Structuring the Annual Training Plan

The World Karate Organisation Shinkyokushinkai has announced the dates for the 12th world open karate tournament next year, to be held on November 9th and 10th. This year will see a venue change to the Musashinomori Sports Plaza, as the organisation’s traditional venue, the Tokyo Taiikukan, undergoes renovations ahead of the 2020 Olympic games.

This tournament is the equivalent of the Olympic games for our organisation, and the pinnacle for all competitors involved. With under 14 months of preparation time remaining, each athlete needs to evaluate where they stand in their training process and formulate a plan to address those aspects of their preparation most critical to success. Proper planning is one factor that separates top fighters from the very elite.

The construction of an annual training plan begins with an analysis of the athlete’s current physiological status, based off of a detailed testing battery. This testing battery should include assessments of mobility, strength, power, and metabolic capacity, and should be performed in conjunction with an assessment of recent competition performance, to identify priorities in terms of training time allocation. The annual plan should also take into account the timing of competitions, as this will dictate the amount of training time dedicated towards specific aspects.

The training year (which we refer to as the macrocycle), should be broken into 2-3 cycles of different phases of training. These include the preparatory, competition and transition phases. Within these phases, specific mesocycles (or blocks) of training should be used to target specific qualities of performance that need to be addressed. Although each block will focus on one or two different qualities, maintenance work for other qualities should also be implemented to prevent regression. For example, a higher-volume hypertrophy phase should still contain a baseline amount of higher-velocity power work to maintain this quality.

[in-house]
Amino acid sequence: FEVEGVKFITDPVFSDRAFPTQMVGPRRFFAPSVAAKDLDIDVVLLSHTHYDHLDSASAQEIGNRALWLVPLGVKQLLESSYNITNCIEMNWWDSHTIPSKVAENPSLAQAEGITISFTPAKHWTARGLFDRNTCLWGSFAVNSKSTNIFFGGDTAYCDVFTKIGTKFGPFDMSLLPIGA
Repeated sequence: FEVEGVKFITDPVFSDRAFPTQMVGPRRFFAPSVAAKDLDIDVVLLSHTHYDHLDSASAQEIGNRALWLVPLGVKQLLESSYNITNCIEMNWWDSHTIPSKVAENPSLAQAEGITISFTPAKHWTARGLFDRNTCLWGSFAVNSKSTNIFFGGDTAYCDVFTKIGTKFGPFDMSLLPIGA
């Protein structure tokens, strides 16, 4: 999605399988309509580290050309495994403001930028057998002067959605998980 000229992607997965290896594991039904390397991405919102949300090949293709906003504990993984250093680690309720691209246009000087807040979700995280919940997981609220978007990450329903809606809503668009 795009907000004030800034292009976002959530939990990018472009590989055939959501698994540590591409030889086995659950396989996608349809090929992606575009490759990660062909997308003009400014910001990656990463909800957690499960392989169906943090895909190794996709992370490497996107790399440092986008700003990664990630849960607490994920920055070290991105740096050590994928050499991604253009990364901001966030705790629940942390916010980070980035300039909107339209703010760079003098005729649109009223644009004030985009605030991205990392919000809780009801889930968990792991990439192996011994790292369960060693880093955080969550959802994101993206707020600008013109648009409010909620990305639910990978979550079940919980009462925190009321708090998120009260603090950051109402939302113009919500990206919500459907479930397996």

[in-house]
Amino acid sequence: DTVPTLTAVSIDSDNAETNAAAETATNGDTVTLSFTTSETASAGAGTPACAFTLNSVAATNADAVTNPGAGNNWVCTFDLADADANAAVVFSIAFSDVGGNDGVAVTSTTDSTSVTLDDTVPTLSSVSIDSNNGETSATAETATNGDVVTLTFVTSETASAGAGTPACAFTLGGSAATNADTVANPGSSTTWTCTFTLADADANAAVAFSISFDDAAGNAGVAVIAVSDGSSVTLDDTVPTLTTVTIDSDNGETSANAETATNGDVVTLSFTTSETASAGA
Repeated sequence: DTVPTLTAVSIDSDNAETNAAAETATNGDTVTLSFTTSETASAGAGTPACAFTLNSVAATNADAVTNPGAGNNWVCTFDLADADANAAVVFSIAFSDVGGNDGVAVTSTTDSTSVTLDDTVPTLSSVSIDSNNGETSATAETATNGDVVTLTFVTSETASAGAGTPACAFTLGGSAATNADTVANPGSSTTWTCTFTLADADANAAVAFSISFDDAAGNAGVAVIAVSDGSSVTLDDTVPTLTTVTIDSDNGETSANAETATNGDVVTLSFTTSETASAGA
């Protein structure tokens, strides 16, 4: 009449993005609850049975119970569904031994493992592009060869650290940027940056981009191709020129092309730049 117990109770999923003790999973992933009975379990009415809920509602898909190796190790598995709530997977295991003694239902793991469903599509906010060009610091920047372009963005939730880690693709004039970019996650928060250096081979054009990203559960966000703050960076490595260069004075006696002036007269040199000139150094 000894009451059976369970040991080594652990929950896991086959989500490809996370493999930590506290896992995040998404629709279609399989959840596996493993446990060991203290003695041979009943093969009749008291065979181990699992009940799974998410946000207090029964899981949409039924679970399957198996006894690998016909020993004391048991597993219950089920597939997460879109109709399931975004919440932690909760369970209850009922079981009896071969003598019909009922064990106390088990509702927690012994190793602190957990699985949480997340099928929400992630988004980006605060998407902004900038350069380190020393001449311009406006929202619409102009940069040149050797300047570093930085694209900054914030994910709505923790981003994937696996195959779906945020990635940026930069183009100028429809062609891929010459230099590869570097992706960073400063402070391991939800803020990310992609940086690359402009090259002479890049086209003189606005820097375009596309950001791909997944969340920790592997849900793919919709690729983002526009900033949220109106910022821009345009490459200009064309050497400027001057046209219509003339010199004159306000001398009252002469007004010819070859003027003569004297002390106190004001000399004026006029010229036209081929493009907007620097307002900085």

Preparatory Phase

The preparatory phase should be separated further into general preparatory and specific preparatory.

The General Preparatory Phase (GPP) should be higher in training volume and lower in training intensity. The higher volume is used to build a training base for the later stages of training when intensity is increased. This may include building an aerobic base, or a muscular endurance base, given the specific needs of the athlete. When combining training modalities (resistance training and energy systems (“cardio”) training), higher repetition resistance work should be combined with slightly lower intensity aerobic system (as opposed to higher intensity glycolytic work) as this has been shown to cause less training interference between the competing modalities1.

This phase will generally tend to be shorter in more advanced athletes, as they often already have a strong training base, and longer in lesser experience athletes, or those returning from injury and/or a longer lay-off.  

Due to the high volume of training during this phase, a decrease in certain areas of performance, particularly in technique, will be observed1. This period of training is not a time where perfection in technique in terms of speed, reaction, and accuracy should be a primary focus.

As an athlete moves into the Specific Preparatory Phase (SPP), the exercises should become more specific in nature, and we define this specificity base on the muscular patterning of the exercise, the speed of execution, and direction of movement2. Along with an increase in training intensity comes a concomitant decrease in volume.